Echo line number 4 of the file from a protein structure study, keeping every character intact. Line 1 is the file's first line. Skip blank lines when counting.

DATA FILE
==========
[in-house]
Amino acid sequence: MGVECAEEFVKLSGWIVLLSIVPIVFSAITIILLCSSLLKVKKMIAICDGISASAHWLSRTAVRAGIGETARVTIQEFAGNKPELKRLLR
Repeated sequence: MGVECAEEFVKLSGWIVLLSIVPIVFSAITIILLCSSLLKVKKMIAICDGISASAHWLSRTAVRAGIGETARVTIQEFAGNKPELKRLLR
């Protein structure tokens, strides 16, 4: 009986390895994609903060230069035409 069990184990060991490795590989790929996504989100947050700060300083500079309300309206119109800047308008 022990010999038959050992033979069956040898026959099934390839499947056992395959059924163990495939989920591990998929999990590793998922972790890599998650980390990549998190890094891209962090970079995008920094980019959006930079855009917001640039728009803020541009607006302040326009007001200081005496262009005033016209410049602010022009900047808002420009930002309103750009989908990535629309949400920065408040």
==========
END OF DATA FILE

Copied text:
């Protein structure tokens, strides 16, 4: 009986390895994609903060230069035409 069990184990060991490795590989790929996504989100947050700060300083500079309300309206119109800047308008 022990010999038959050992033979069956040898026959099934390839499947056992395959059924163990495939989920591990998929999990590793998922972790890599998650980390990549998190890094891209962090970079995008920094980019959006930079855009917001640039728009803020541009607006302040326009007001200081005496262009005033016209410049602010022009900047808002420009930002309103750009989908990535629309949400920065408040």